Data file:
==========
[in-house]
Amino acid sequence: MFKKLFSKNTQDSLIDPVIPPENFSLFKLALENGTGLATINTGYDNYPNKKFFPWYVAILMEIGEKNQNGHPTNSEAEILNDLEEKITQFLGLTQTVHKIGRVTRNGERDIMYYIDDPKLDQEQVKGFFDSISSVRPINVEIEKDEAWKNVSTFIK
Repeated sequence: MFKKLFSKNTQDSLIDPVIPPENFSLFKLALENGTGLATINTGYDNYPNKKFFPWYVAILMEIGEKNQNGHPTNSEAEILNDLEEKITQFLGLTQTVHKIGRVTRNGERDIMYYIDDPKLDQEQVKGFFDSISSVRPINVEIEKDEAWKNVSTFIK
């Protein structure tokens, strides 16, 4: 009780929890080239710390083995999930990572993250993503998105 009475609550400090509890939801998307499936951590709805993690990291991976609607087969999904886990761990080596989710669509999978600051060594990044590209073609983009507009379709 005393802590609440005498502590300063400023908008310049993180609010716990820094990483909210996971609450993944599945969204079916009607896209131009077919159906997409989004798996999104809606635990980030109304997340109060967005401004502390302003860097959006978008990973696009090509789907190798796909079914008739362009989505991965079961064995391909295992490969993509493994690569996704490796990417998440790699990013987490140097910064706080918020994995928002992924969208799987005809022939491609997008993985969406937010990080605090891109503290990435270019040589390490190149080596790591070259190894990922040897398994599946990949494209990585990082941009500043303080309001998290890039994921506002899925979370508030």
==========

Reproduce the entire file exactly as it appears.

[in-house]
Amino acid sequence: MFKKLFSKNTQDSLIDPVIPPENFSLFKLALENGTGLATINTGYDNYPNKKFFPWYVAILMEIGEKNQNGHPTNSEAEILNDLEEKITQFLGLTQTVHKIGRVTRNGERDIMYYIDDPKLDQEQVKGFFDSISSVRPINVEIEKDEAWKNVSTFIK
Repeated sequence: MFKKLFSKNTQDSLIDPVIPPENFSLFKLALENGTGLATINTGYDNYPNKKFFPWYVAILMEIGEKNQNGHPTNSEAEILNDLEEKITQFLGLTQTVHKIGRVTRNGERDIMYYIDDPKLDQEQVKGFFDSISSVRPINVEIEKDEAWKNVSTFIK
């Protein structure tokens, strides 16, 4: 009780929890080239710390083995999930990572993250993503998105 009475609550400090509890939801998307499936951590709805993690990291991976609607087969999904886990761990080596989710669509999978600051060594990044590209073609983009507009379709 005393802590609440005498502590300063400023908008310049993180609010716990820094990483909210996971609450993944599945969204079916009607896209131009077919159906997409989004798996999104809606635990980030109304997340109060967005401004502390302003860097959006978008990973696009090509789907190798796909079914008739362009989505991965079961064995391909295992490969993509493994690569996704490796990417998440790699990013987490140097910064706080918020994995928002992924969208799987005809022939491609997008993985969406937010990080605090891109503290990435270019040589390490190149080596790591070259190894990922040897398994599946990949494209990585990082941009500043303080309001998290890039994921506002899925979370508030």